appeared - you cannot count on the text part of the message communicating
anything whatsoever.

The problem is with mailing list software, which will be unable to
automatically unsubscribe faulty addresses.

That's another problem, but it is far from the only, or even the most major,
flaw in your proposal.

LSoft has solved it in
listserv using 'passive probing" (see the second half titled "passive
probes" in ).
The mailing lists are therefore not such a big problem.

Wrong again, I'm afraid. This might be the case if what you were generating is
false negatives, that is, effectively saying that such and such an error is
valid when it is not. Periodic probing (which has been around for several
decades at least) is a reasonable way to get rid of addresses you cannot
otherwise figure out are bad.

But probes aren't much of a defense against false positives. A significant
number of list managers that receive an authoritative indication that an entire
group of  addresses they just tried to send to are bad are going to unsubscribe
them all right away rather than wait for a later probe to confirm that the
addresses are bogus. And this even ignores the very real possibility that
server responses can be influenced by the number of recipients. And you cannot
count on the fact that this was a response to a message body rather than to an
individual recipient being a factor in the list manager's decision. In fact in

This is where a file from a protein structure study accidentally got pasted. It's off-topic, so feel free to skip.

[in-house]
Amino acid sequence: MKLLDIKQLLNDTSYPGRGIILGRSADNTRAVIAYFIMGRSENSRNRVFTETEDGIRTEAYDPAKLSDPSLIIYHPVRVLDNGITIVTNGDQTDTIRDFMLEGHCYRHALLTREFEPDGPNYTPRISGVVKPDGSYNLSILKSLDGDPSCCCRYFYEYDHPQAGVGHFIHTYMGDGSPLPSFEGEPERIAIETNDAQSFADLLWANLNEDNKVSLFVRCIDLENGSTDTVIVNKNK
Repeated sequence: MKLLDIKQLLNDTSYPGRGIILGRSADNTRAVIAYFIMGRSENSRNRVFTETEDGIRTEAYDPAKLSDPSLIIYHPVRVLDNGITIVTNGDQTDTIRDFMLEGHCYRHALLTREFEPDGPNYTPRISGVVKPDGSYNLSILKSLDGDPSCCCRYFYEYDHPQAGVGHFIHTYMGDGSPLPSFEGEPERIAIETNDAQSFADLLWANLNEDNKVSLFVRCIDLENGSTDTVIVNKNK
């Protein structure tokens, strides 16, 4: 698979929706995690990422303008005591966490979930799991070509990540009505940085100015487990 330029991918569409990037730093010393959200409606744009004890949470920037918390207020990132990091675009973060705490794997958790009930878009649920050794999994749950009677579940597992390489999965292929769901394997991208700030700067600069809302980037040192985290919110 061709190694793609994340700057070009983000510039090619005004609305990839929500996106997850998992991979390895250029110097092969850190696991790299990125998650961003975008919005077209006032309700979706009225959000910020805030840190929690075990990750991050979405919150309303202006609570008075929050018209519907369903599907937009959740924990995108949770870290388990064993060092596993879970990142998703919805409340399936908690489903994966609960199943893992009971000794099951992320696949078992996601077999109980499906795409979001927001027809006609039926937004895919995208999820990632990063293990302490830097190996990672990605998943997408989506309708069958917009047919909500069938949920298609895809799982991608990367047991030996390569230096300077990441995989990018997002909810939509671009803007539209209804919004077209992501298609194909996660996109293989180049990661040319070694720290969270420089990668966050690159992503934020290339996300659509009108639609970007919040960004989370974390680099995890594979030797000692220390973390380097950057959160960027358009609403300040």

many cases this distinction will not be visible to the list manager, which may
be extracting this information from a DSN.

Imagine all
mails for me(_at_)forward(_dot_)example(_dot_)int are redirected to 
me(_at_)example(_dot_)com .
Already now when me(_at_)forward(_dot_)example(_dot_)int is subscribed to one 
list, and the mailbox me(_at_)example(_dot_)com disappears traceless, the mail
server gets the message, that mails for me(_at_)example(_dot_)com cannot be
delivered. But me(_at_)example(_dot_)com is not subscribed to the list. So now
what? (more detailed at
). It is the same as receiving "550 Mail for mailing-list(_at_)example(_dot_)org

I fail to see how any of this is relevant to the matter at hand.

Is it possible to include in 2821bis, that software implementing it has
to support the PRDR extension?

Absolutely not. That would be a major addition of functionality and as such a
violation of process rules for 2821bis advancement. Heck, PRDR is just an
individual draft at this point, and even worse it appears to be one without a
significant amount of community support. (I personally think PRDR is a very
good idea but my personal opinion of it doesn't change my assessment that the
community has showed limited interest.) It would have to be at least published
proposed standard before we could even consider adopting it as part of  a
future revision of 2821bis.

This will be additional motivation for
all programmers to implement it. 2821bis compliant sounds much better
than PRDR compliant and I suppose the programmers shall want to be
2821bis compliant.

Let me rephrase my previous question:

Does anybody see any _negative_concequences_ (was disadvantages) of
ending the session
250 OK
MAIL FROM:<spammer(_at_)example(_dot_)com>
250 OK
RCPT TO:<spamtrap(_at_)example(_dot_)org>
250 OK
RCPT TO:<mailing-list(_at_)example(_dot_)org>
250 OK
354 OK
That is all.
550 Mail rejected by mailing-list(_at_)example(_dot_)org
which _de_facto_ implies, that the mail was accepted by all but

It does not imply that. See above for why and why IMO this proposal is a total

If you want to proceed constructively I suggest you talk with Eric about
getting PRDR moving again. I for one will happily support that, although the
most optimistic course I can see forward for it would result in it only having
some impact several years from now.